As we look forward to ice fishing, the image of sluggish, finicky fish in crystal-clear water comes to mind. But that’s not always true. There are also times when fish are faced with dirty, dingy water or low-light conditions below the hard surface of a frozen lake. This is similar to differing conditions during open-water season. The fish’s challenge is to find food no matter what. Our challenge turns toward finding ways to make them bite. New ice-fishing tools can help.
Sometimes all it takes is to sound the dinner bell. Ice anglers can do just that by utilizing sound within their lures. There are many lures available today which feature super loud brass rattle chambers in order to draw fish to the bait.
There are situations (especially in dirty or stained water and in low light), where erratic, noisy baits are best. Despite evidence to the contrary, some anglers cling to the notion that sound scares fish away. But, if walleyes and other fish were spooked by sound, they wouldn’t snap at lures trolled in the prop wash of boats during open-water season, which they often do. When sight-feeding is impossible, sound and vibration help them find food with their lateral lines. Fish are curious. They “hear” the rattle as the angler shakes it, and they swim closer to investigate. An aggressive, noisy presentation will often help trigger them to strike.
Start ice fishing in the same manner you would approach your favorite lake during open water. Check in with bait shops and use a lake map to search out potential spots. For walleyes, check shallow places that feature hard bottoms early in the season. Look for rocky areas near shore with the fastest break to the deepest water in that section of the lake. Later in the winter, move to deeper structure such as mid-lake humps, similar to where they can be found in summer patterns. As ice-out nears, check spots near spawning areas. Don’t see any fish? Don’t stick around. The more you move, the more likely you will locate active schools.
For panfish such as bluegills, check out basins that still host green weeds early in winter. Jig aggressively for walleyes to prompt reaction strikes. Try quivering your jig for panfish. This makes the jig to appear as though it were swimming. Again, sometimes the fish want it dead still, so a bobber is key. Go through a vast array of different actions to figure out what the fish want that day.
St. Croix has recently come out with some new ice fishing rods that we cannot believe! The Avid Glass series are super limber, but super sensitive rods that are light, yet have strong backbones in order to get the fish in and out of your ice fishing hole. Quivering your jig is really easy with these glass rods and makes the lure come alive! The tips of these glass rods are also ultra-limber, thus acting as a built in spring bobber.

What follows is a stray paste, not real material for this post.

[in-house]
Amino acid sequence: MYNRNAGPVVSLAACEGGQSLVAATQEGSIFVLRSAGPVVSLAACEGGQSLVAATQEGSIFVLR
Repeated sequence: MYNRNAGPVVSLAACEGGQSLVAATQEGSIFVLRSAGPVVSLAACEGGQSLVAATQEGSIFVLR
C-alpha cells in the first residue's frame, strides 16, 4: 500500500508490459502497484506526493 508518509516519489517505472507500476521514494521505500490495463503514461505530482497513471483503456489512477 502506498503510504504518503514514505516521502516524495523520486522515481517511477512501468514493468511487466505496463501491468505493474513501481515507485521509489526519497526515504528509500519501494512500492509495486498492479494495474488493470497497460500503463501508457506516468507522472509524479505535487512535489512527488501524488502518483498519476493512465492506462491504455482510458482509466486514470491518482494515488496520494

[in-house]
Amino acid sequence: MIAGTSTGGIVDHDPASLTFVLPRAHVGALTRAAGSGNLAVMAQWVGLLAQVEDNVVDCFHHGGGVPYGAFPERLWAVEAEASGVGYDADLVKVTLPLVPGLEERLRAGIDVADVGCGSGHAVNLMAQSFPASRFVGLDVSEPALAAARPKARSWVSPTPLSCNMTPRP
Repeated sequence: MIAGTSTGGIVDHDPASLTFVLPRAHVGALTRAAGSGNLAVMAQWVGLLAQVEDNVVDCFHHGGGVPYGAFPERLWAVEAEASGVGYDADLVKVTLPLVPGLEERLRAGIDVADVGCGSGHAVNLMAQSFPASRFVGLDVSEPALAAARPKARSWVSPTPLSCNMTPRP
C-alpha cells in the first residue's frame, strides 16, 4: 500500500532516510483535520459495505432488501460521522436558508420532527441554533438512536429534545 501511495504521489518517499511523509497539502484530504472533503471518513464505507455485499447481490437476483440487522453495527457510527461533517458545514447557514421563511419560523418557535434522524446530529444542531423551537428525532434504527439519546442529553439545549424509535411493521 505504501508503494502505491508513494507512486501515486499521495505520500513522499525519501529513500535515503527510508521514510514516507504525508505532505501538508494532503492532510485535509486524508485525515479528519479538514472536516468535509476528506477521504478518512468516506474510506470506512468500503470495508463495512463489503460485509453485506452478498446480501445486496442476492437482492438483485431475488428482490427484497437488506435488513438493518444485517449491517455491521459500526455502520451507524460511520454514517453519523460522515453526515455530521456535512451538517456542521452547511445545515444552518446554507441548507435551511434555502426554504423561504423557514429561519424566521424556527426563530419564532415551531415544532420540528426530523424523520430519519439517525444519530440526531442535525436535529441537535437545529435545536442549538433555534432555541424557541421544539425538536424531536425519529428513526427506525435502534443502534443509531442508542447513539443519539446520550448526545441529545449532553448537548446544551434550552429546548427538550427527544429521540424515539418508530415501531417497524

Always use your flasher or other sonar to look for specific targets. Cut your search time even more by using a combination sonar/GPS mapping unit, such as Humminbird’s new Ice Helix 5. Use LakeMaster mapping chips as you walk or snowmobile your way to the tip of a point or hump, then start drilling. This will cut your drilling time in half! The Ice Helix features a 5-inch diagonal, 480V x 800H HD display with 1500 nit brightness for eye-popping, crystal-clear images. This new screen gives you easy viewing, even in harsh sunlight so common to the bright winter environment.
I.D. Those Fish
Underwater cameras can also help you identify specific species of fish. Instead of fishing marks that are suckers, you can move to areas that have the walleyes that you are looking for. The challenge is that underwater cameras work only when you have a relatively high degree of clear water. They do not work as well in dirty or dingy water.
Fish in cold, clear water are often neutral or negative. Fish in those moods must be coaxed into biting. The best tactic is to slowly dangle a wax worm or maggot in front of their eyes and jig it gently. A fish may watch such a bait for several long minutes before deciding to inhale it. They may shy away if a jig is presented too aggressively.
When the bite is like that, a bobber rig, that lets the bait just dangle there, can be the perfect presentation tool. Making the bobber ultra-sensitive is often the ticket to coming home with the makings of a fresh fish dinner.
My favorite tool for these situations is the Venom adjustable float. By simply moving the foam up or down, you can easily fine-tune the sensitivity of the float to match the weight of your bait. You can see more about how this works at venomfloats.com.
Ice fishing can be an enjoyable way to spend the winter. Try utilizing the “tools of the trade” in order to increase your success!
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